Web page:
Monday, April 12, 2010

One Person's Tacky is Another Person's Treasure

As you wander through the countless shops and kiosks of a foreign city or national landmark have you ever wondered who actually buys those tasteless, useless knick-knacks and bric-a-brac? And more importantly, why? Souvenir shopping is an important part of many a traveler’s vacation. The word “souvenir” comes from the French, meaning memory, and bringing back something special from a vacations means bringing home the wonderful memories associated with it…regardless of how tacky it may be!

As I sit at my desk typing this I glance down at my Grand Teton Moose Pad and can almost smell the fragrant pine forests we hiked through, and see the rocky peaks of the Tetons towering above a tranquil Jenny Lake. Nearby sits the Golden Gate Bridge pencil sharpener that I picked up on a trip to California. It’s a memento of a morning spent biking across its 1.7 mile span in a spooky fog, then warming up with a bowl of clam chowder at Fisherman’s Wharf. My replica light house collection, though in its infancy stage, is a remembrance of the relaxing coastal vacations I have enjoyed. Leisurely hours spent laying on the beach with a good book and long barefoot walks searching for seashells. What can I say? One person’s tacky is another person’s treasure!

Do I really need a tawdry looking red, white and blue sequin T-shirt to remind me of the pride I felt as an American while visiting the monuments along the National Mall? Nah! Would I still recall my awe of the sunrise as I sat in the clouds, wrapped in a blanket 12,000 feet above the ocean near the summit of Haleakala, if I didn’t purchase the bobble-head hula girl? Of course I would! Could my mind conjure up the amazing architecture of Antoni Gaudi that I admired when I strolled the streets of Barcelona if I didn’t purchase the Sagrada Familia napkin holder? Without a doubt! But I buy them anyway! I have purchased monkey head cup holders from vendors in lush, hot Caribbean islands and snow globes from exotic countries that haven’t seen frozen precipitation since the Ice Age. All of these keepsakes, regardless of how corny, are reminders of special times spent in extraordinary places with my family.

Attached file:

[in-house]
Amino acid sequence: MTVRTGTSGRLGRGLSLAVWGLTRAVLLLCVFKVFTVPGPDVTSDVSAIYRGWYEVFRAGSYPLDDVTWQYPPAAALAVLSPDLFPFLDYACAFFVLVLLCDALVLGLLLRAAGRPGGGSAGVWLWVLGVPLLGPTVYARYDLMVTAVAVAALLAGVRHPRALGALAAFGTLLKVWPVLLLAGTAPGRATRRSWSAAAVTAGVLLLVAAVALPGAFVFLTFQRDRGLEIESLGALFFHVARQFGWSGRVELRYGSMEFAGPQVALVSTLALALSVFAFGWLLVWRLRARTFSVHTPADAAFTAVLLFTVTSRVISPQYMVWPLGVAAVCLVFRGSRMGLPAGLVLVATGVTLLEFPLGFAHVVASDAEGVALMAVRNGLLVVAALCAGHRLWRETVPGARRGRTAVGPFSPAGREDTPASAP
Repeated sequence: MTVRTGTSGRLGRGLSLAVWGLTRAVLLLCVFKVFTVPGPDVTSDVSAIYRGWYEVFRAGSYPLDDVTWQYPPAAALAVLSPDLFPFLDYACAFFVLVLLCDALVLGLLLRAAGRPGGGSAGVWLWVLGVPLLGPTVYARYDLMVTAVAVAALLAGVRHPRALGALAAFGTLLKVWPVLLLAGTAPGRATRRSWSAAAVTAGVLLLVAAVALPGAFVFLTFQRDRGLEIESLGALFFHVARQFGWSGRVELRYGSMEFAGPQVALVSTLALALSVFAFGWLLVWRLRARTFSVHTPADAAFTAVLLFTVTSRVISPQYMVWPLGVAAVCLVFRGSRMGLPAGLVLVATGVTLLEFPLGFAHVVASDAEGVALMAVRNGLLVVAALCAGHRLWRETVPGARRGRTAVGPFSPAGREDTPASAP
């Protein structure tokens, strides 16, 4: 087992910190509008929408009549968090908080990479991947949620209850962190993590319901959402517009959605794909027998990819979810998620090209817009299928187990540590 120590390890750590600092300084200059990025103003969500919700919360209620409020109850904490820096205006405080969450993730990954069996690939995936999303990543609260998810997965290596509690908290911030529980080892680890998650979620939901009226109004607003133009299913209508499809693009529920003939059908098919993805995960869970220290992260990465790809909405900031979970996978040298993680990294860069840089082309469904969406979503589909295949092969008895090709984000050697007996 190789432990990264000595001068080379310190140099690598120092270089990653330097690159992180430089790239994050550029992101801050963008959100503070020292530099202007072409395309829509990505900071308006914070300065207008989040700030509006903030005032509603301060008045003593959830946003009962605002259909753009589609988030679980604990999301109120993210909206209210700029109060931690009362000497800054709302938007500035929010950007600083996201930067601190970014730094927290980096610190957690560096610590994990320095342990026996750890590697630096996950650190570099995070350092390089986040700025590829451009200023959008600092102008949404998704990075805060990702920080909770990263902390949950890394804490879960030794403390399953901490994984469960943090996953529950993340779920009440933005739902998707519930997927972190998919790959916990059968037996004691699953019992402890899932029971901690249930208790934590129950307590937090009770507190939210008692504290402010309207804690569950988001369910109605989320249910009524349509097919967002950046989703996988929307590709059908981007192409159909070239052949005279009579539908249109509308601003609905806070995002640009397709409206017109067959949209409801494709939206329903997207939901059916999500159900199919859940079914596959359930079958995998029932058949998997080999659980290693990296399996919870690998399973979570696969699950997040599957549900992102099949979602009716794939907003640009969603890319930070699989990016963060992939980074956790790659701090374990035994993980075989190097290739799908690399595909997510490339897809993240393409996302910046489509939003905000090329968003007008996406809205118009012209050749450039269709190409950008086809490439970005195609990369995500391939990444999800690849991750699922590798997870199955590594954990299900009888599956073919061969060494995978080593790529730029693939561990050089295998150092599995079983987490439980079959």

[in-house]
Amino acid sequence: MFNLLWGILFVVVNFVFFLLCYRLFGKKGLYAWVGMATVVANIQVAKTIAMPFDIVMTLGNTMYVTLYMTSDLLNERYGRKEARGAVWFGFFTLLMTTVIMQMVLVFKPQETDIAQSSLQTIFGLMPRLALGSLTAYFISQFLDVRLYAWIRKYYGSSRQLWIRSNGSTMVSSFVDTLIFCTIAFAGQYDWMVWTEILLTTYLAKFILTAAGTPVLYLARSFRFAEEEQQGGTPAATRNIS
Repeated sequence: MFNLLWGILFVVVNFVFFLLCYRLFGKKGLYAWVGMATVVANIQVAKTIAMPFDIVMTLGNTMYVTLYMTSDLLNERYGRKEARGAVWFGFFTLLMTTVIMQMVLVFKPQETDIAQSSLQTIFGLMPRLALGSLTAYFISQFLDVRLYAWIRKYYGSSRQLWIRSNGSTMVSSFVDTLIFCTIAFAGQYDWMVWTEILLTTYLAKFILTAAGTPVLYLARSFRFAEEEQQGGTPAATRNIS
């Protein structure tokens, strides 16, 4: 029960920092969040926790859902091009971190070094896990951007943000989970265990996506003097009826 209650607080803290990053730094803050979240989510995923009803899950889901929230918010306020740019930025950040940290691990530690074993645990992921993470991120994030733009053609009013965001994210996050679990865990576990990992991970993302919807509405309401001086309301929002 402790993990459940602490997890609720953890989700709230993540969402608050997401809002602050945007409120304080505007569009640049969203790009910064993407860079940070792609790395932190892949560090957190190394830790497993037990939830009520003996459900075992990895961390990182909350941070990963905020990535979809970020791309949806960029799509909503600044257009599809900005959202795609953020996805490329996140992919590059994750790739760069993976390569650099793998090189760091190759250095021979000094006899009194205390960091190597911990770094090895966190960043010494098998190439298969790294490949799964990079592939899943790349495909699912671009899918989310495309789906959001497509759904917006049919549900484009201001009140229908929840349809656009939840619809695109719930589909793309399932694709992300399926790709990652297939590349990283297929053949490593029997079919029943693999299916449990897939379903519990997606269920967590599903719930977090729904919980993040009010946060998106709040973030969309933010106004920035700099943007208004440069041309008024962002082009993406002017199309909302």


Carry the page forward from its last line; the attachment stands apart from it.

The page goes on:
Whether it be the obligatory T-shirt to the ubiquitous fridge magnets, key rings, miniature sized monuments, or shot glasses, we've all succumbed to buying a tacky souvenir or two. Don’t deny it! The vast amount of vendors out there pedaling such wares tells me I’m not the only one purchasing them! But whether you admit to sharing my passion for kitschy souvenirs or not, I wish you a future of happy travels, and warm memories of vacations past.

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